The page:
Harvard University researchers recently designed nanostructured materials that repel water droplets before they can freeze, a finding that could lead to ice-free airplane wings, buildings, power lines, and highways.
The team designed special surfaces inspired by natural solutions, including mosquitos, which can defog their eyes, and water striders, which keep their legs dry with tiny bristles that repel water droplets by reducing the surface area they contact.
Videos of super-cooled water droplets hitting the model surfaces showed that the droplets initially spread out when they hit the surface, but then retract back into their spherical shape and bounce off before they can freeze. On a regular surface, the water droplets would stay spread out and eventually freeze.
Structures composed of interconnected patterns, like honeycombs and bricks, were ideally suited for liquid-shunning surfaces that can withstand high-impact droplets, like driving rain.
"We wanted to take a completely different tack and design materials that inherently prevent ice formation by repelling the water droplets," says Joanna Aizenberg, the Amy Smith Berylson Professor of Materials Science at Harvard School of Engineering and Applied Sciences, who led the study. "The crucial approach was to investigate the entire dynamic process of how droplets impact and freeze on a supercooled surface."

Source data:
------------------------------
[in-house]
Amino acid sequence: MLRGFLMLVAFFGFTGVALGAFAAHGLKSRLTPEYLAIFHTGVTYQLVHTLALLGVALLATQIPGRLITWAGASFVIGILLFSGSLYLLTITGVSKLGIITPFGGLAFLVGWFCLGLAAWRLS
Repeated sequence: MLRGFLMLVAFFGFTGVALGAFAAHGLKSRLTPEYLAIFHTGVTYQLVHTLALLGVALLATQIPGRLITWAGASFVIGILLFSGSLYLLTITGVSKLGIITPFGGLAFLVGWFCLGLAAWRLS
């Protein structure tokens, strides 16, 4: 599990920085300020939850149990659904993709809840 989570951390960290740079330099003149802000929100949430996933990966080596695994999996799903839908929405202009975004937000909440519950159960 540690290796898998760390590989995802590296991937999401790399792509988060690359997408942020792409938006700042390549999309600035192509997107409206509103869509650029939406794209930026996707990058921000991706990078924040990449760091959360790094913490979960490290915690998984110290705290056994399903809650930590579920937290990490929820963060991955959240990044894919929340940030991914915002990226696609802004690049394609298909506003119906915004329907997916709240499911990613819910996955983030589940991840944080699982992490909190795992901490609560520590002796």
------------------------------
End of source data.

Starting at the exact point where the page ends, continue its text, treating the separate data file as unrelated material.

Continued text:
The nanostructured material prevents ice from forming in temperatures as low as -13 to -22 degrees Fahrenheit. Below that, any ice that does form can’t adhere well due to the reduced contact area, which makes it easier to remove than the sheets of ice that can form on smooth surfaces.
The researchers believe their improved understanding of how ice forms could lead to new coatings mixed directly into structural materials.